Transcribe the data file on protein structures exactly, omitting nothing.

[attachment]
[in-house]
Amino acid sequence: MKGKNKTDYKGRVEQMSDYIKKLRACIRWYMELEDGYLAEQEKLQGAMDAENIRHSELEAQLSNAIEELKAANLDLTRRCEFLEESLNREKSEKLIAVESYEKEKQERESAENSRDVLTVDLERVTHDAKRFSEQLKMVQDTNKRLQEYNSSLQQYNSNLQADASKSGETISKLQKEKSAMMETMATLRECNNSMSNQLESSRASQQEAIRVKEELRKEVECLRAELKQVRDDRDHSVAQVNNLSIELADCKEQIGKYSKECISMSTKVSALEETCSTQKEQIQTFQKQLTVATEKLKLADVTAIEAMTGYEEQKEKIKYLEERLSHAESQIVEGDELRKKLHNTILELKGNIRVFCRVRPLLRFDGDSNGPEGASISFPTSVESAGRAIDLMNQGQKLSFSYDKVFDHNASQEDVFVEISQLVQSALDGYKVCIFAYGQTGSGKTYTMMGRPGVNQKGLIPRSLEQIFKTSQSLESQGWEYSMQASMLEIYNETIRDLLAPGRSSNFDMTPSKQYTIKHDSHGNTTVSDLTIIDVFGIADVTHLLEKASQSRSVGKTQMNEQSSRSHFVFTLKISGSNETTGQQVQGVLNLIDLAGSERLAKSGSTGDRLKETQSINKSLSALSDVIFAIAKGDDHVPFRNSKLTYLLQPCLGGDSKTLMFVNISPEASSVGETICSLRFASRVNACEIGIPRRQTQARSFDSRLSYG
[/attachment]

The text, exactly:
[in-house]
Amino acid sequence: MKGKNKTDYKGRVEQMSDYIKKLRACIRWYMELEDGYLAEQEKLQGAMDAENIRHSELEAQLSNAIEELKAANLDLTRRCEFLEESLNREKSEKLIAVESYEKEKQERESAENSRDVLTVDLERVTHDAKRFSEQLKMVQDTNKRLQEYNSSLQQYNSNLQADASKSGETISKLQKEKSAMMETMATLRECNNSMSNQLESSRASQQEAIRVKEELRKEVECLRAELKQVRDDRDHSVAQVNNLSIELADCKEQIGKYSKECISMSTKVSALEETCSTQKEQIQTFQKQLTVATEKLKLADVTAIEAMTGYEEQKEKIKYLEERLSHAESQIVEGDELRKKLHNTILELKGNIRVFCRVRPLLRFDGDSNGPEGASISFPTSVESAGRAIDLMNQGQKLSFSYDKVFDHNASQEDVFVEISQLVQSALDGYKVCIFAYGQTGSGKTYTMMGRPGVNQKGLIPRSLEQIFKTSQSLESQGWEYSMQASMLEIYNETIRDLLAPGRSSNFDMTPSKQYTIKHDSHGNTTVSDLTIIDVFGIADVTHLLEKASQSRSVGKTQMNEQSSRSHFVFTLKISGSNETTGQQVQGVLNLIDLAGSERLAKSGSTGDRLKETQSINKSLSALSDVIFAIAKGDDHVPFRNSKLTYLLQPCLGGDSKTLMFVNISPEASSVGETICSLRFASRVNACEIGIPRRQTQARSFDSRLSYG